Image Processing Reference
2.4.2 How Scanners Work
Flatbed and slide scanners are popular with many home computer users.
Following is a brief summary on how these scanners work and their most
important technical features. Flatbed and slide scanners are sometimes
used in professional environments in addition to the higher-resolution drum
The decisive factor when choosing a good scanner is it´s physical
resolution, i.e. not interpolated. Flatbed scanners have a physical resolution
of 300/600/1200/2400/4800 dpi and higher. Keep in mind that the higher
values boasted by scanners utilizing so-called interpolated resolutions are
calculated by “adding” image dots. This type of interpolation (supersampling)
doesn't actually increase the accuracy or quality of an image; also, you can
interpolate your image by using the image editing program.
When using a flatbed scanner , place the original face down on the glass
plate. Underneath that plate is a sled that carries the charge-coupled device
(CCD) on two rails. The CCD consists of light-emitting components and
sensors that measure the light values reflected from the original document
and subsequently relay them to the computer as image data. The physical
resolution achieved is dependent on the number of light elements and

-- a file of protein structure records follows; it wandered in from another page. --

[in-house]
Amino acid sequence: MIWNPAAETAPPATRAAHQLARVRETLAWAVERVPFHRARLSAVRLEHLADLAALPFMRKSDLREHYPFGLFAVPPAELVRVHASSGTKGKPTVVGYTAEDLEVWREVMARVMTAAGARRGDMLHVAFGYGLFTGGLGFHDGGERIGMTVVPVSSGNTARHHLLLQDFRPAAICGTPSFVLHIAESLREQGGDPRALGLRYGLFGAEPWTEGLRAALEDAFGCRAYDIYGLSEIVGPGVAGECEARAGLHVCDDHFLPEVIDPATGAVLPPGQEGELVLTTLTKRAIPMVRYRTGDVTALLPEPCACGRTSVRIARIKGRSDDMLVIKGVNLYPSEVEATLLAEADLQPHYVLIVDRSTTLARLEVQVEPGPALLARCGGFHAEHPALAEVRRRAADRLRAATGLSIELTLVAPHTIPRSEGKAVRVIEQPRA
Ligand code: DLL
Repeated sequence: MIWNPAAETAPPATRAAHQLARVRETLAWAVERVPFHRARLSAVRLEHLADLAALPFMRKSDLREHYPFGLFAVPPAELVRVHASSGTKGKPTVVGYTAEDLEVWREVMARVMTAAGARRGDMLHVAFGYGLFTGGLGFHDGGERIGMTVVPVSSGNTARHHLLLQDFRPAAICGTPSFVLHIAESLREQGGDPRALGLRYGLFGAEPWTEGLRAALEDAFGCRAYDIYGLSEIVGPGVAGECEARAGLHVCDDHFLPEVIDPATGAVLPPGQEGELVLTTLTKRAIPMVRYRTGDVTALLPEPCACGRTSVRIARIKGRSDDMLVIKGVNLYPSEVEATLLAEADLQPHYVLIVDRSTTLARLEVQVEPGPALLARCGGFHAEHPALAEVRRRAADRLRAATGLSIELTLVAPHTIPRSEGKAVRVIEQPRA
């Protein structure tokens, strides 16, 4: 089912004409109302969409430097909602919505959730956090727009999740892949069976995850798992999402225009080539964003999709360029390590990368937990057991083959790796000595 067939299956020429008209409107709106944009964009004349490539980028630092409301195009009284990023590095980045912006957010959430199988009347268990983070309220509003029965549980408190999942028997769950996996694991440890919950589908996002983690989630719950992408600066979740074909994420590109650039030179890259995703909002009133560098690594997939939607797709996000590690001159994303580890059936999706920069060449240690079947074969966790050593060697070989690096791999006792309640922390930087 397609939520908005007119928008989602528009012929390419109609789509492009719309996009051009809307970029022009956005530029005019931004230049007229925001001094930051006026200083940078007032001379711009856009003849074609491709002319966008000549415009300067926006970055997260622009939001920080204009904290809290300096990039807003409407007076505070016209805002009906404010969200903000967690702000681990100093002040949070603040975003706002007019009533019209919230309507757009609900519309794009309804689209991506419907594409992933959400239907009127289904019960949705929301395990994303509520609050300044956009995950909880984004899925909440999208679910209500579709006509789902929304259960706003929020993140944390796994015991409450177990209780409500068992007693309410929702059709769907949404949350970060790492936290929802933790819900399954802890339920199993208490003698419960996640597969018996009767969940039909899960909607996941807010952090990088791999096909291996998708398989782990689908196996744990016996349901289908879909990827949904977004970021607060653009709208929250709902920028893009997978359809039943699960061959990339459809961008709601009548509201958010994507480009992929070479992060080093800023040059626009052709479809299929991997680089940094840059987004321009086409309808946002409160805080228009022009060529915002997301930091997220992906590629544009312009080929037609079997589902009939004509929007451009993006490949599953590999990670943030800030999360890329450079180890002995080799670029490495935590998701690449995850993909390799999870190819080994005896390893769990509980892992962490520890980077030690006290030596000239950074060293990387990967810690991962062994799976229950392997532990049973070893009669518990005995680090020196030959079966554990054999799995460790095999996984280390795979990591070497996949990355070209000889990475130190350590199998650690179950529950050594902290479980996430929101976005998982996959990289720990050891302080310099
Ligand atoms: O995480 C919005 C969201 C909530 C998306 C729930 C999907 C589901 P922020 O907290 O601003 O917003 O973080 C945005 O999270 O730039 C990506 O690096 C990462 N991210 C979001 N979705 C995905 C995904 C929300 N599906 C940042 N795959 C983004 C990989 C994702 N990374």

sensors as well as the sled's speed.
There are two types of flatbed scanners: single-pass scanners and three-
In a single-pass scanner, the sled passes only once underneath the
original document, capturing the color values for the three primary colors at
once. Three-pass scanners use three passes, one pass for each of the primary
colors—red, green and blue.
Some flatbed scanners provide additional features, such as automatic
page feeders, mounts you can use to hold small photos, transparencies, and
negatives in place. These negatives and slides are scanned like regular original
documents. However, they are exposed to an external light source.
Slide scanners use either the same technical principle as flatbed
scanners or a sensor chip that is similar to the capture chip in a digital camera.
The maximum resolution depends on the arrangement and density of the
sensors on the chip. The highest resolution that can be achieved is dependent
on the alignment and density of the sensors on the CCD line or on the chip.
Most chips can support up to 4800 dpi, and professional devices provide even
higher resolutions. However, many of the scanners in the home user segment
accept only framed slides or film negatives. Professional equipment, on the
other hand, can work with medium formats as well as larger film formats.